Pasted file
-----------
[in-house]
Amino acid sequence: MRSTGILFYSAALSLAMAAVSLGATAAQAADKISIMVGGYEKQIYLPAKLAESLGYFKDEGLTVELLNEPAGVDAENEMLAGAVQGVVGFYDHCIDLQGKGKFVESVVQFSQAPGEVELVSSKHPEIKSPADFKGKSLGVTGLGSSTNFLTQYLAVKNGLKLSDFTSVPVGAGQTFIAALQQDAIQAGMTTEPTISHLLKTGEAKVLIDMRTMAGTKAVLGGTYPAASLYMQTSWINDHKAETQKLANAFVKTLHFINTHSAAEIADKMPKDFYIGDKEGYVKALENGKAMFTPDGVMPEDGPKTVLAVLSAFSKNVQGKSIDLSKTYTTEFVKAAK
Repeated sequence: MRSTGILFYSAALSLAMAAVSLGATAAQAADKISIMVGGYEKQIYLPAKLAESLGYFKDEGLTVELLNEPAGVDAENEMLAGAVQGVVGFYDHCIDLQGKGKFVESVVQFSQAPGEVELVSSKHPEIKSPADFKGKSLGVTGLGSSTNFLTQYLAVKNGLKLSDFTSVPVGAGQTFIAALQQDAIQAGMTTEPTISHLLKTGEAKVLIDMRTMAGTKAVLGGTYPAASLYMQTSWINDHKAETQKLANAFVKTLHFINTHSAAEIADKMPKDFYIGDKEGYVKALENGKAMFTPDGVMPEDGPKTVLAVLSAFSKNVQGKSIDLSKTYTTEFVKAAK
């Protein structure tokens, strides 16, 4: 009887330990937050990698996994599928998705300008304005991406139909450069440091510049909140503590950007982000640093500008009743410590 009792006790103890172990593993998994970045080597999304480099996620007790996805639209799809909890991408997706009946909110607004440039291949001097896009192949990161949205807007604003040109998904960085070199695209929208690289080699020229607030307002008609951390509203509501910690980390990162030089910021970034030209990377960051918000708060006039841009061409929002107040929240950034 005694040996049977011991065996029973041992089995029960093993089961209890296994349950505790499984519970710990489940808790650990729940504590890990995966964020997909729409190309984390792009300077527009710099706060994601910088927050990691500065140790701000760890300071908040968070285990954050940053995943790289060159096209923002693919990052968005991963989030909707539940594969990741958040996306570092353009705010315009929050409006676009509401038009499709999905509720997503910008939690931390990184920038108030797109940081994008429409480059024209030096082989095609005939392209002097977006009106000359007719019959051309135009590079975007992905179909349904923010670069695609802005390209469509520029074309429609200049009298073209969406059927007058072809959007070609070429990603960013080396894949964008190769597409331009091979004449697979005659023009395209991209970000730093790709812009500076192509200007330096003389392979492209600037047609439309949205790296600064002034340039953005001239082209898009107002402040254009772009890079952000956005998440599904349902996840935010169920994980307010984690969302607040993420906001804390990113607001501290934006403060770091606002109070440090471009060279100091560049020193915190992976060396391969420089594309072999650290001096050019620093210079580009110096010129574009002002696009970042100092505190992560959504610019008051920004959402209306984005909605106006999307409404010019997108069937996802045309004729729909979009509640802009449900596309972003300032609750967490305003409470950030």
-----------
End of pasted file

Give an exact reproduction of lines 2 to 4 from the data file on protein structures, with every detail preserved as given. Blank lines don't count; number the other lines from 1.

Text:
Amino acid sequence: MRSTGILFYSAALSLAMAAVSLGATAAQAADKISIMVGGYEKQIYLPAKLAESLGYFKDEGLTVELLNEPAGVDAENEMLAGAVQGVVGFYDHCIDLQGKGKFVESVVQFSQAPGEVELVSSKHPEIKSPADFKGKSLGVTGLGSSTNFLTQYLAVKNGLKLSDFTSVPVGAGQTFIAALQQDAIQAGMTTEPTISHLLKTGEAKVLIDMRTMAGTKAVLGGTYPAASLYMQTSWINDHKAETQKLANAFVKTLHFINTHSAAEIADKMPKDFYIGDKEGYVKALENGKAMFTPDGVMPEDGPKTVLAVLSAFSKNVQGKSIDLSKTYTTEFVKAAK
Repeated sequence: MRSTGILFYSAALSLAMAAVSLGATAAQAADKISIMVGGYEKQIYLPAKLAESLGYFKDEGLTVELLNEPAGVDAENEMLAGAVQGVVGFYDHCIDLQGKGKFVESVVQFSQAPGEVELVSSKHPEIKSPADFKGKSLGVTGLGSSTNFLTQYLAVKNGLKLSDFTSVPVGAGQTFIAALQQDAIQAGMTTEPTISHLLKTGEAKVLIDMRTMAGTKAVLGGTYPAASLYMQTSWINDHKAETQKLANAFVKTLHFINTHSAAEIADKMPKDFYIGDKEGYVKALENGKAMFTPDGVMPEDGPKTVLAVLSAFSKNVQGKSIDLSKTYTTEFVKAAK
């Protein structure tokens, strides 16, 4: 009887330990937050990698996994599928998705300008304005991406139909450069440091510049909140503590950007982000640093500008009743410590 009792006790103890172990593993998994970045080597999304480099996620007790996805639209799809909890991408997706009946909110607004440039291949001097896009192949990161949205807007604003040109998904960085070199695209929208690289080699020229607030307002008609951390509203509501910690980390990162030089910021970034030209990377960051918000708060006039841009061409929002107040929240950034 005694040996049977011991065996029973041992089995029960093993089961209890296994349950505790499984519970710990489940808790650990729940504590890990995966964020997909729409190309984390792009300077527009710099706060994601910088927050990691500065140790701000760890300071908040968070285990954050940053995943790289060159096209923002693919990052968005991963989030909707539940594969990741958040996306570092353009705010315009929050409006676009509401038009499709999905509720997503910008939690931390990184920038108030797109940081994008429409480059024209030096082989095609005939392209002097977006009106000359007719019959051309135009590079975007992905179909349904923010670069695609802005390209469509520029074309429609200049009298073209969406059927007058072809959007070609070429990603960013080396894949964008190769597409331009091979004449697979005659023009395209991209970000730093790709812009500076192509200007330096003389392979492209600037047609439309949205790296600064002034340039953005001239082209898009107002402040254009772009890079952000956005998440599904349902996840935010169920994980307010984690969302607040993420906001804390990113607001501290934006403060770091606002109070440090471009060279100091560049020193915190992976060396391969420089594309072999650290001096050019620093210079580009110096010129574009002002696009970042100092505190992560959504610019008051920004959402209306984005909605106006999307409404010019997108069937996802045309004729729909979009509640802009449900596309972003300032609750967490305003409470950030």